“. . . addresses this issue by modifying the schedule for revising agency strategic plans to align with presidential terms. The bill requires strategic plans cover a period of no less than four years and allows the agency to make adjustments to the plan to reflect significant changes in its operating environment. . . .” 
  The new law also attempts to:
“. . . ensure that agency goals align with broader federal efforts . . . and to  provide greater clarity regarding the impact of employee efforts on overarching goals.” 
In addition, it
“requires an agency to describe how it is working with other agencies to achieve its own goals and objectives, as well as the crosscutting priority goals of the  federal government.” 
 The Senate committee report also notesthe law:
“. . . .strengthens the Congressional consultation process by encouraging agencies to describe how agency goals and objectives incorporate the views and suggestions obtained through consul- tations with Congress. This legislation clarifies that the agency shall periodi- cally consult with and obtain majority and minority views from its authorizing,appropriations, and oversight commit- tees when developing or making ad-  justments to its strategic plan. It also requires Congressional consultations occur at least once every two years. . . .” 
* * * * * * * * * * * * * * * * * * * * * * * * * *
2. Agency Annual PerformancePlans
The new law revises agency annual performance planning requirements under GPRA by requiring a link between the performance goals in the annual plan with the goals in their strategic plans. The plans also must describe the strategies and resources agencies will use, and requires 
the plans to cover a 2-year, rather than a 1- year period.
 The Senate committee report notes:
“GPRA requires executive agencies to develop annual performance plans covering each program activity in the agencies’ budgets.” 
 It continues, noting that the new law:
“. . . requires an agency to describe how the performance goals contained in its  performance plan contribute to the goals and objectives established in the agency’s strategic plan, as well as any overall federal government performance goals. Additionally, this legislation requires that an agency’s performance  plan cover a two-year period, including both the current fiscal year and the next one. Under existing law, an agency’s  performance plan is only required to cover the next fiscal year.”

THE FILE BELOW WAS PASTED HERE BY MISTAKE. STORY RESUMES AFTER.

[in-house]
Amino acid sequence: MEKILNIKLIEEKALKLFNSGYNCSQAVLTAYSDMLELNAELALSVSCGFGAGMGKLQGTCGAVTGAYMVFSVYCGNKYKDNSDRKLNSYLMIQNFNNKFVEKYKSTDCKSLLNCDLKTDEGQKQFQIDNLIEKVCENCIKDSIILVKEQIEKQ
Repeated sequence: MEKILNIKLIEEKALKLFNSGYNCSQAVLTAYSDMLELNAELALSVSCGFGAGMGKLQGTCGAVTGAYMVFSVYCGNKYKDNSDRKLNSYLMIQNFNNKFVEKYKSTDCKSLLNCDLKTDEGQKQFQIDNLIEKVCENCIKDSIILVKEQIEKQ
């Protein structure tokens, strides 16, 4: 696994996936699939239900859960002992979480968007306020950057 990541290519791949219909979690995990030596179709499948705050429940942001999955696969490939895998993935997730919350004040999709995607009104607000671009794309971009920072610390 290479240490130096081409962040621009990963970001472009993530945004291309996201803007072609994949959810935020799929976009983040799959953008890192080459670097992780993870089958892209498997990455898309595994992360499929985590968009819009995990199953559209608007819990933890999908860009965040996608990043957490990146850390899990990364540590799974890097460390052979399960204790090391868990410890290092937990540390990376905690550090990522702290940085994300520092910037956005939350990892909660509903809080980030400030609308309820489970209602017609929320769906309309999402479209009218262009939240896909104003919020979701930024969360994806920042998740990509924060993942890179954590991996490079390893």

The new law requires agencies toprovide a clear description of thestrategies and resources they intend touse to implement their plan. Accordingto the Senate committee report, it:
“. . . .requires an agency to provide additional information about how the agency plans to achieve its performance goals by identifying clearly defined milestones, the agency officials responsible for ensuring each goal is achieved, and the program activities,regulations, policies and other activities that support each goal.” 
 The committee report continues,noting:
“This legislation also requires the agency to post its performance plan on the agency website concurrent with the submission of the budget for the United States Government.” 
 * * * * * * * * * * * * * * * * * * * * * * * * * *
3. Agency Performance Updates
The new law revises agency performance reporting requirements under GPRA by shifting its emphasis from annual reporting to more regular reporting. It also creates a forcing mechanism that requires OMB to take action on agency “unmet” goals.
According to the Senate committeereport, the new law:
“. . . requires agencies to provide a  performance update at least annually,occurring no later than 150 days after the end of the fiscal year. However,agencies are encouraged to provide more  frequent updates that would provide significant value to the federal government, Congress, or – as noted in the statute: “. . . program partners at a reasonable level of administrative burden.” 
OMB Assessment of Agency Perform-ance.
The new law also adds a new“review and respond” process to theagency performance reporting cycle, forthose goals judged by OMB as being“unmet:”
“Each fiscal year, the Office of Manage- ment and Budget shall determine whether the agency programs or activities meet performance goals and objectives outlined in the agency per-  formance plans and submit a report on unmet goals to— (1) the head of the agency; (2) the Committee on Homeland Security and Governmental Affairs of the Senate; (3) the Committee on Oversight and Governmental Reform of the House of Representatives; and (4) the Government Accountability Office.
If goals are unmet the first year.
“If an agency’s programs or activities have not